Bridging Watch: Repeat after me – contingency


I’m writing this as Rishi Sunak just walked away from the shipping box after giving a budget speech that rather disappointed the real estate industry.

Sunak’s speech mentioned “leveling” no less than eight times. The travel direction for regional infrastructure investments, job subsidies and indeed the mountains of public relations around politics are all called upon to encourage many real estate investors and homeowners to venture north. , because real estate values ​​flourish there and yields maintain their superiority over the South.

Who knows, maybe in terms of real estate returns, the famous North-South divide will be reversed definitively?

But while geography might be the new consideration for real estate investors, we also need to consider some challenges that have recently irritated the industry and that require structural innovation in financing. Let me explain.

Real estate entrepreneurs will no longer leave their exits to chance

Returning to the normalcy of early 2020, how many home improvement buyers took into account that we would now be facing a labor and material shortage so acute that it would drive up their costs to such a degree of margin break?

This collision of issues affects not only financial performance, but also the bridging funding methodology, as too many standard bridging facilities do not leave unplanned time to complete projects or the cost of renovations suddenly increases. The resulting pressure on borrowers is therefore significant.

The buzzword in the real estate industry?

As “leveling up” is the phrase regurgitated by government ministers every few minutes, “contingency” is now the word the real estate industry should repeat over and over again.

The UK’s most agile transition, development and renovation lenders have a philosophy in place that includes these newer investor challenges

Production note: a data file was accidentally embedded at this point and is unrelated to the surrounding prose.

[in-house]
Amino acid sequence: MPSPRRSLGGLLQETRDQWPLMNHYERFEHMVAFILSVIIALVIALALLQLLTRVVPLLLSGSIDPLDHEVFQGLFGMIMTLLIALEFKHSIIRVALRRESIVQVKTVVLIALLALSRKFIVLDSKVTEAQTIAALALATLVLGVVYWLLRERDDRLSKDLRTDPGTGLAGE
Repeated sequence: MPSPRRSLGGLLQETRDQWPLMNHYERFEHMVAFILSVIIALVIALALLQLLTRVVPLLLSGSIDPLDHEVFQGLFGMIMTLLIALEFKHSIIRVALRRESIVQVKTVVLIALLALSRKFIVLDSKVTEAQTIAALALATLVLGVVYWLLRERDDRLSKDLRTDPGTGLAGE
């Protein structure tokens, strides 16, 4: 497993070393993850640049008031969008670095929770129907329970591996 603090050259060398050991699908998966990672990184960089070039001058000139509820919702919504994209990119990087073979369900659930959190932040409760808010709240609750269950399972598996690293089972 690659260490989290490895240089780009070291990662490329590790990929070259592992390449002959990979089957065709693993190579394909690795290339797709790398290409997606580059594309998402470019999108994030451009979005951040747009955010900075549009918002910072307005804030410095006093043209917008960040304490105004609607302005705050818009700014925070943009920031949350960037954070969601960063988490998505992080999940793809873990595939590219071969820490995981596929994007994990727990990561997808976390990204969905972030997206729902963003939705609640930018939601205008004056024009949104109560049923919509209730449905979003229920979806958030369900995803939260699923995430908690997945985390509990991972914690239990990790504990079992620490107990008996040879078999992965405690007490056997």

So, given the events that led to this awkward position, whether blamed on Covid or Brexit or both, borrowers now see the merits of guaranteed exit deals for their renovation projects. Undoubtedly, real estate contractors will no longer leave their exits to chance, preferring the security of knowing that they will be able to refinance themselves on a much cheaper five-year contract once construction is completed and the property leased. How does it not make sense to do this?

New considerations

Investors and homeowners today are asking for financing deals that must take into account these previously ignored factors – the cost of institutional money is rising, construction and renovation costs are potentially higher, and projects will take longer. .

Fortunately, the more nimble UK lenders for bridges, developers and renovations are adjusting to this new dynamic and have established a lending philosophy that includes these newer investor challenges. In fact, Octane Capital has been running guaranteed exit deals as a product proposition for a while and you could tell we’re a little ahead of the curve.

Perhaps when it comes to property returns, we’ll see the infamous North-South divide definitely reversed.

The one size fits all anyway, if it ever was. The consideration is no longer just the rate, but the ability of the lender to deliver on time and provide the correct loan term. There is no point in saving 10 basis points on your loan if it then has to be paid off three months sooner than your project schedule suddenly dictates.

Brokers are expected to be able to mitigate what I guess you might call this Perfect Storm of Circumstance by working with finance providers who are on top of real world circumstances, a situation that won’t change. probably not much for a while yet.

Being contingent is more important than ever. Especially when the possible alternative is for the client to fail to meet inappropriate terms to the likely detriment of future funding facilities.

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